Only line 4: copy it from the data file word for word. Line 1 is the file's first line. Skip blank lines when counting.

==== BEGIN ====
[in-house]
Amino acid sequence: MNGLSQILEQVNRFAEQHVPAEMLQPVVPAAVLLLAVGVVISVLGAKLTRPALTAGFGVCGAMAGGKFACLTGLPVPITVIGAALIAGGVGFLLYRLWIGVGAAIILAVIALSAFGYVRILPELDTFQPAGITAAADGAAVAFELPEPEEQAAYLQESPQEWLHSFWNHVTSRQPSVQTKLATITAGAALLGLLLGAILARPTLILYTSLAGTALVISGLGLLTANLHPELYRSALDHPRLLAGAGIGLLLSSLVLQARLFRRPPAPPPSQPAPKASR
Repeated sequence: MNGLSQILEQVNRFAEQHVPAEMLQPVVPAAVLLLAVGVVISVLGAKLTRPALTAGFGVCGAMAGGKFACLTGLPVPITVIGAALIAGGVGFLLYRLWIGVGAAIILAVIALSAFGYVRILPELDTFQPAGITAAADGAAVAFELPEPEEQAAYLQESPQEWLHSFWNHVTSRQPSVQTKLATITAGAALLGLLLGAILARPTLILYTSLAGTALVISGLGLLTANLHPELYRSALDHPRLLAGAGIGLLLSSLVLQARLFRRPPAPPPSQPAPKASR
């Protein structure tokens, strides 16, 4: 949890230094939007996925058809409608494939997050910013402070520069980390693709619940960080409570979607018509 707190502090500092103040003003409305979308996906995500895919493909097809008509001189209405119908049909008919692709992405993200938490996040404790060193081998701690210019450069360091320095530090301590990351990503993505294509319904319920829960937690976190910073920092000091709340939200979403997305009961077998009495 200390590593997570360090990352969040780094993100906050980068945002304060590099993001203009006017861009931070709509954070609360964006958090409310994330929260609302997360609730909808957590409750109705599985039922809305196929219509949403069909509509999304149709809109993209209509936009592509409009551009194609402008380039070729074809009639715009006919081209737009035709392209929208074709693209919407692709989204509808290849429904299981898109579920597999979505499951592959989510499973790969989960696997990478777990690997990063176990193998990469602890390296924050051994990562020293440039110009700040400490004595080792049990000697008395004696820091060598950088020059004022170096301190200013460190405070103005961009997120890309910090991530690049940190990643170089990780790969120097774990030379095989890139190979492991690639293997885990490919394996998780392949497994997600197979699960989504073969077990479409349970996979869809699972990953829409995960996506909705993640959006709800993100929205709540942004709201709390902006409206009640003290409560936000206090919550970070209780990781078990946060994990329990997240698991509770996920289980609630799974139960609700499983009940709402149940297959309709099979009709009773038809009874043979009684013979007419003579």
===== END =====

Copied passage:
């Protein structure tokens, strides 16, 4: 949890230094939007996925058809409608494939997050910013402070520069980390693709619940960080409570979607018509 707190502090500092103040003003409305979308996906995500895919493909097809008509001189209405119908049909008919692709992405993200938490996040404790060193081998701690210019450069360091320095530090301590990351990503993505294509319904319920829960937690976190910073920092000091709340939200979403997305009961077998009495 200390590593997570360090990352969040780094993100906050980068945002304060590099993001203009006017861009931070709509954070609360964006958090409310994330929260609302997360609730909808957590409750109705599985039922809305196929219509949403069909509509999304149709809109993209209509936009592509409009551009194609402008380039070729074809009639715009006919081209737009035709392209929208074709693209919407692709989204509808290849429904299981898109579920597999979505499951592959989510499973790969989960696997990478777990690997990063176990193998990469602890390296924050051994990562020293440039110009700040400490004595080792049990000697008395004696820091060598950088020059004022170096301190200013460190405070103005961009997120890309910090991530690049940190990643170089990780790969120097774990030379095989890139190979492991690639293997885990490919394996998780392949497994997600197979699960989504073969077990479409349970996979869809699972990953829409995960996506909705993640959006709800993100929205709540942004709201709390902006409206009640003290409560936000206090919550970070209780990781078990946060994990329990997240698991509770996920289980609630799974139960609700499983009940709402149940297959309709099979009709009773038809009874043979009684013979007419003579």